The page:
DeMatteis School of Engineering and Applied Science Uncategorized Women in STEM

Supporting Women in STEM

More than 50 students and faculty celebrated the new class of female students at the Fred DeMatteis School of Engineering and Applied Science 13th Annual Women in Engineering and Computer Science Luncheon.

The event, hosted by First Year Connections, brings together first year female students and their older peers to discuss classroom experiences, career goals and strategies for success in competitive, male-dominated STEM (science, technology, engineering and math) fields.

Dr. David Rooney, associate dean of the DeMatteis School welcomed the young women who began their studies at the school in September.

“In 1966, less than 1% of students graduating with a bachelor’s, master’s, or PhD in engineering or computer science were women,” Dr. Rooney said.  “Today 22% of bachelor’s degrees, 26% of master’s degrees, and approximately 24% of PhDs are earned by women.”

He urged the students to take advantage of the range of programs the school offers, from the Co-op Program to the new W-SPiCE Program, an initiative that helps highly motivated students learn more about companies in specialty areas related to degree programs offered at DeMatteis.

Dr. Saryn Goldberg, associate professor of mechanical engineering, described the recently launched DeMatteis Peer Mentoring Program, which connects incoming female students with a peer in a field related to their academic interests.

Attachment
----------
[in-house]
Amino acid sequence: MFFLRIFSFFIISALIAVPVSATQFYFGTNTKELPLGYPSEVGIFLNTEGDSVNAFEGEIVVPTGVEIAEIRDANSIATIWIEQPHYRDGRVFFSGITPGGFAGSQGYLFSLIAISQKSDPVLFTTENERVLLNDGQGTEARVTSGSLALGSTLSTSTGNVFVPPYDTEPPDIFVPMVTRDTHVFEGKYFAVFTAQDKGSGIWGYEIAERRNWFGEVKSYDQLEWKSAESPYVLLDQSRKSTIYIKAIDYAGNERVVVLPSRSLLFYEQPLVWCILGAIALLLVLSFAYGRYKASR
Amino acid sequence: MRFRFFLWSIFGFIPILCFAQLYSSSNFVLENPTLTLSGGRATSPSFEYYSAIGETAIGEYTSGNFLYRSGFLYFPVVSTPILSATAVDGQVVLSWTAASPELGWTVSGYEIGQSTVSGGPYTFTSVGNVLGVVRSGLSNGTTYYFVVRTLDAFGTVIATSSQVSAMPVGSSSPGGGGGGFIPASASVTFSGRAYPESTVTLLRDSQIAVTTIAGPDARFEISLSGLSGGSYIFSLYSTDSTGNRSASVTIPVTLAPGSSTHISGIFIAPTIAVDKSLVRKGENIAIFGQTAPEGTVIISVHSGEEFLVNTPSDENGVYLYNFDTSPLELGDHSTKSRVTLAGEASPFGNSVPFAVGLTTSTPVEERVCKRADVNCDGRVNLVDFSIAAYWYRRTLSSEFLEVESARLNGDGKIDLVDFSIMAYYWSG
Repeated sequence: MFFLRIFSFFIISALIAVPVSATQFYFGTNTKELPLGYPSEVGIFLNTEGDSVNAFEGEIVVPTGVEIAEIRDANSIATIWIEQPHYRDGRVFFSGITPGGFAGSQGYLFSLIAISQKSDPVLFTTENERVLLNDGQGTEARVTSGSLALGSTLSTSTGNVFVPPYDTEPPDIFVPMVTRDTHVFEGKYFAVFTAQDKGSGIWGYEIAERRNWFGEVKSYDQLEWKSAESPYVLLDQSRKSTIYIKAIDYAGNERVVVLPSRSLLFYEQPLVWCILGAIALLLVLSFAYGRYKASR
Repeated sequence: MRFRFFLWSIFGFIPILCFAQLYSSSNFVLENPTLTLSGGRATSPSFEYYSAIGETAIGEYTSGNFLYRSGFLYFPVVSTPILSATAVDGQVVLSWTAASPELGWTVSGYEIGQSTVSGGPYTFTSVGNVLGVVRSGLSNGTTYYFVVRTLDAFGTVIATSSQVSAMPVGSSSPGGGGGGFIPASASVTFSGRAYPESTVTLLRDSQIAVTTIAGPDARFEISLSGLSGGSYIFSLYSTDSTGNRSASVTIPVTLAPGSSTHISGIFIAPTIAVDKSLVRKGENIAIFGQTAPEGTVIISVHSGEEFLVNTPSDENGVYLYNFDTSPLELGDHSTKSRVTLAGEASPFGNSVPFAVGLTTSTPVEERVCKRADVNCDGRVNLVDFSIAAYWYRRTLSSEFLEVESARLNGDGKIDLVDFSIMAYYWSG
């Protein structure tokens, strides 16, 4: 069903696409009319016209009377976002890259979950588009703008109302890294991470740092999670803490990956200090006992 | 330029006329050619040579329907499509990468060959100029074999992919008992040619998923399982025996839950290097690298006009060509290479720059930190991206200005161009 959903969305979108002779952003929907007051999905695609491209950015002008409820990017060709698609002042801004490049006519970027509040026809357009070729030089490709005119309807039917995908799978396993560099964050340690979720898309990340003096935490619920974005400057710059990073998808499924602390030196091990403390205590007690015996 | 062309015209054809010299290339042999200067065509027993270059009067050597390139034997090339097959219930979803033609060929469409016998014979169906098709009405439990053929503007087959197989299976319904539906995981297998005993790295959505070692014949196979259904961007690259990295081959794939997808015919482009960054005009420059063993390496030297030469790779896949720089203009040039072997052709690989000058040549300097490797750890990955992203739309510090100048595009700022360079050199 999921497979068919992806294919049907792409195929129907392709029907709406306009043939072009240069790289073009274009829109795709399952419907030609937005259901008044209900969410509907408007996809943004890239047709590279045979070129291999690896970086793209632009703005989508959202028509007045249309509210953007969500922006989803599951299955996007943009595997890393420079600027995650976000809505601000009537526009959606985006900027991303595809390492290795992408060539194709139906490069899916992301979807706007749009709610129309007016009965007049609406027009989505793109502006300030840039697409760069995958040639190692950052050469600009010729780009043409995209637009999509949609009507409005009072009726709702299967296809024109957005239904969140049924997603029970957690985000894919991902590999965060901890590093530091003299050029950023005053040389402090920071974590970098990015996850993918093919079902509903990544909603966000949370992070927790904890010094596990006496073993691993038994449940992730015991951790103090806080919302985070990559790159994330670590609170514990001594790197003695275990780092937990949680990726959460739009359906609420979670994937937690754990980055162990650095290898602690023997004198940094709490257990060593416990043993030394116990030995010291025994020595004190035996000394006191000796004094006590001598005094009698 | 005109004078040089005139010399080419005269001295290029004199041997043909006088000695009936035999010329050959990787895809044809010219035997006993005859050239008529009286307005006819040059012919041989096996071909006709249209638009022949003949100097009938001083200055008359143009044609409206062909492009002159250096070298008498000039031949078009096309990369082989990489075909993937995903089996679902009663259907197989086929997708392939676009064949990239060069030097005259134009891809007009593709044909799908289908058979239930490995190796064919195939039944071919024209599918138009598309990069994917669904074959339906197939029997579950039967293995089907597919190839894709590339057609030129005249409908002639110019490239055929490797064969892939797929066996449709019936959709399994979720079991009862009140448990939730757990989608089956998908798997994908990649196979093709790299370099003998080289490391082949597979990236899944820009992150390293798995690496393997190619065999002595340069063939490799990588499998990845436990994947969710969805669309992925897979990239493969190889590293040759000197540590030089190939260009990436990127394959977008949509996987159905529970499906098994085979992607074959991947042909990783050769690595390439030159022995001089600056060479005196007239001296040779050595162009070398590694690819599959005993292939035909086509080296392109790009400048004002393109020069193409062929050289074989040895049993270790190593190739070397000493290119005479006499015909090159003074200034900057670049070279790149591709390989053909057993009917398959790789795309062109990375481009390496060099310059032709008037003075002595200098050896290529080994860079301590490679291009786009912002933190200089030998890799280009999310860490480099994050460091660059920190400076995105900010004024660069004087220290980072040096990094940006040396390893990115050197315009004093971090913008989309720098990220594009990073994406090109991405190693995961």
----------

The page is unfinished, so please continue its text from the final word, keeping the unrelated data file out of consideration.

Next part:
“Every female student in engineering and computer science needs to know that there are other women on the same path,” said Dr. Mauro Caputi, director of first-year engineering, associate professor of electrical engineering and organizer of the luncheon.  “We want them to know that they can reach out to upper level students for support and guidance.”

The event has doubled in size since it began in 2007.

“In my opinion, it shouldn’t be a big deal that women are pursuing careers in engineering and computer science,” said mechanical engineering major Christina McMann, ’23.   “I liked math in high school and my dad is an engineer.  This just feels like a very natural fit for me.”

For more information about women in engineering and computer science initiatives at DeMatteis, visit

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